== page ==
Eleven local authorities in England are set to trial the social prescribing of cycling and walking, in a £12.7m initiative.
Announcing the scheme on 22 August 2022, the government said the funding will go towards setting up cycling and walking groups, cycle training and free bike loans, among other schemes. It added that “the pilots must be delivered alongside improved infrastructure so people feel safe to cycle and walk”.
The aim of the pilot is to “evaluate the impact of cycling and walking on an individual’s health, such as reduced GP appointments and reliance on medication due to more physical activity”, the government said.
Bodies including NHS England, the Office for Health Improvement and Disparities, Sport England, the National Academy for Social Prescribing, Defra and the Department for Health and Social Care, will work together on the trial, with the government describing it as a “whole systems approach to health improvement and tackling health disparities”.
Commenting on the pilot, Trudy Harrison, transport minister said: “Walking and cycling has so many benefits — from improving air quality in our communities to reducing congestion on our busiest streets.
“It also has an enormous positive impact on physical and mental health, which is why we have funded these projects which will get people across the country moving and ease the burden on our NHS.”
Thorrun Govind, chair of the Royal Pharmaceutical Society’s English Pharmacy Board, said that the Society welcomed the trials, noting that pharmacists “play a significant role in prevention and supporting non-medical interventions to support people’s care, as well as providing advice on medicines”.
“Pharmacists working in all areas of practice should be encouraged to refer to social prescribing link workers for the good of patients and the public, and processes need to be put in place to support this. Using pharmacists in social prescribing can benefit the health and wellbeing of the population as a whole.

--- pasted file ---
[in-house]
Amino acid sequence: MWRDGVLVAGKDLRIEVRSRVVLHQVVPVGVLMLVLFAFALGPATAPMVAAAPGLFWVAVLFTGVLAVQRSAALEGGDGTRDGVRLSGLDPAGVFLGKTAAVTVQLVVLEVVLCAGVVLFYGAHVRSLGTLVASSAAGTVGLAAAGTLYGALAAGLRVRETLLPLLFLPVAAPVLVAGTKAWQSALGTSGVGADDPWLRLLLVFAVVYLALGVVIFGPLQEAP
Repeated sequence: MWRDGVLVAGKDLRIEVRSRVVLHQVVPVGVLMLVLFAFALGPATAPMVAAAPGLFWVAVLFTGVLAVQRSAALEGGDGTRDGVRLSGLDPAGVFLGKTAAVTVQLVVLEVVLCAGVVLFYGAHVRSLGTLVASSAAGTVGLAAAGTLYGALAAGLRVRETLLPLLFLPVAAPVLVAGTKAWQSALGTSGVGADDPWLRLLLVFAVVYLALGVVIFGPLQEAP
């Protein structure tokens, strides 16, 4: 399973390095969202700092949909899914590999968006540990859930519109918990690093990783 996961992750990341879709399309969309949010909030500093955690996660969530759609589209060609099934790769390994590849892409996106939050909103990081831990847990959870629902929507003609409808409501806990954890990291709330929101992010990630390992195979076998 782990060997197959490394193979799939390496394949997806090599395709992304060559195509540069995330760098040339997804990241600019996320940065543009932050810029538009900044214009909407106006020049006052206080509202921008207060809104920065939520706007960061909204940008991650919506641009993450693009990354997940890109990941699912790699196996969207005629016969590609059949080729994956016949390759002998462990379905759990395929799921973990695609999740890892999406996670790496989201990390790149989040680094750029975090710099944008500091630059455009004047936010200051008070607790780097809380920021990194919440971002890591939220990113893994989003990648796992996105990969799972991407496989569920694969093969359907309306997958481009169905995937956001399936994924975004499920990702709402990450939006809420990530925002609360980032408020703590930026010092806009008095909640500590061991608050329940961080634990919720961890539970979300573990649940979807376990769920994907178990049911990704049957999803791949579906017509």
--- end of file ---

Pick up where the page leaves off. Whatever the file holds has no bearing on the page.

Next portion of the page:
“Community pharmacies are socially inclusive healthcare environments and social prescribing provides another way to address health inequalities and provide support to vulnerable individuals and communities facing particular challenges. Practice pharmacists can also identify people who would benefit from a social prescribing referral as part of a structured medication review.”
The NHS long-term plan, published in January 2019, pledged that 1,000 social prescribing link workers would be recruited by primary care networks by 2020/2021.
The Royal Pharmaceutical Society’s policy on health inequalities was drawn up in January 2023 following a presentation by Michael Marmot, director of the Institute for Health Equity, at the RPS annual conference in November 2022. The presentation highlighted the stark health inequalities across Britain.
While community pharmacies are most frequently located in areas of high deprivation, people living in these areas do not access the full range of services that are available. To mitigate this, the policy calls on pharmacies to not only think about the services it provides but also how it provides them by considering three actions:
- Deepening understanding of health inequalities
- This means developing an insight into the demographics of the population served by pharmacies using population health statistics and by engaging with patients directly through local community or faith groups.
- Understanding and improving pharmacy culture
- This calls on the whole pharmacy team to create a welcoming culture for all patients, empowering them to take an active role in their own care, and improving communication skills within the team and with patients.
- Improving structural barriers
- This calls for improving accessibility of patient information resources and incorporating health inequalities into pharmacy training and education to tackle wider barriers to care.